As best seen in FIG. 3, the upper edge of the nape support region A is, for further improvement of the cervical support, lowered to the extent that reaction pressure of the cervical support against the tuberosity of the occipital bone is reduced or avoided. Such lower positioning of the upper edge of the nape support region A is of such extent as to produce a marked recess 6 the bottom of which lies below the edges of the lateral parts of the nape support region A. Although the whole bottom of the recess 6 is preferable as low as shown in FIG. 3, the recess 6 may be provided only in the inner one 1b of the end pieces 1a and 1b. Also, the recess can be provided in both of those pieces, the bottom of the recess in the outer piece 1a lying above that of the recess in the part 1b.

Also, the end piece 1b provided with clearances 7 and 8 in its upper and lower ends, in the region of the longitudinal center of the cervical support, that is to say on opposite sides of the axis a, as will best be apparent from FIG. 4. The clearances 7 and 8 are in the form of short chamfers opening towards the inner edges of the piece 1b for the alleviation of pressure on the uppermost cervical vertebra 9 and the uppermost thoracic vertebra 10 (FIG. 1), in the case of some patients.

Similarly, the bottom front edge of the chin support region B is provided with an inner central indentation 11 for the reduction of, or the avoidance of, pressure on the upper end of the sternum/clavicle joints.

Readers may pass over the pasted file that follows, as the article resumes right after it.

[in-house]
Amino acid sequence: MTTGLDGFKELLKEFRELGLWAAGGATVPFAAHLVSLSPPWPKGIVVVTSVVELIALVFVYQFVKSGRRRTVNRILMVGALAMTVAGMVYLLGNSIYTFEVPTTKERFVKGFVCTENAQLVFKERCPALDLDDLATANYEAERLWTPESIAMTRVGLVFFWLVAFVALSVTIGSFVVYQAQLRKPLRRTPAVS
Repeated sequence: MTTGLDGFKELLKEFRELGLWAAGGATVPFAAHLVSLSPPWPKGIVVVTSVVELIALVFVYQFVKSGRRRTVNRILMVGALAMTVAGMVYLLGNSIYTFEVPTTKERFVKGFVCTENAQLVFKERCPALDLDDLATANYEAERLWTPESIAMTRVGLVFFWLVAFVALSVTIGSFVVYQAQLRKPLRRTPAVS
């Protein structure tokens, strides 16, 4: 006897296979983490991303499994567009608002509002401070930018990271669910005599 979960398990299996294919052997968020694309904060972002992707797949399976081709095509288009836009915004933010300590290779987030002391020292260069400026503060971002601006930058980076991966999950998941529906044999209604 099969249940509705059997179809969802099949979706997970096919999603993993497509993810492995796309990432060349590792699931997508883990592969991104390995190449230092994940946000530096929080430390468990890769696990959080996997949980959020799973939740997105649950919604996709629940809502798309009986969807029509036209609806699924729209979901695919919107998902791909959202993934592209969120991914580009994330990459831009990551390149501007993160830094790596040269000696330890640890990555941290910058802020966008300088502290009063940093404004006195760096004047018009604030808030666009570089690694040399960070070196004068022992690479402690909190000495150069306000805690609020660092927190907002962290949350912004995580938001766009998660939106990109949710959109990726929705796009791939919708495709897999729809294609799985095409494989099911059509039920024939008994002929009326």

Also, the chin support region B has disposed centrally of its inner side an approximately oval-shaped depression 12 providing clearance for the patient's larynx 13, as best seen in FIG. 1.

For improved fitting against the patient's body, the upper and lower edges of the cervical support, which are in any event rounded, are more greatly relieved on its inner side and substantially over its entire circumference as shown at 14 in FIG. 3, relief against pressure from the rim region of the cervical support being thereby provided.

The body 1, which consists of a flexible foam material as mentioned above, has a protective covering (not shown) of a textile or a plastics material. The burred closure surfaces 2 enable the cervical support to be adjusted to the diameter of the patient's neck; although other closure means may be used.

In producing the cervical support, the support body 1 is cut out from a block of foam material, in which cuts are made along the inner and outer circumferential walls of the body 1 to be produced. The upper and the lower circumferential edges of the body 1 are similarly produced. The body 1 may alternatively be produced by molding the foam material. The stable support body is then provided with the said covering.

Patent Citations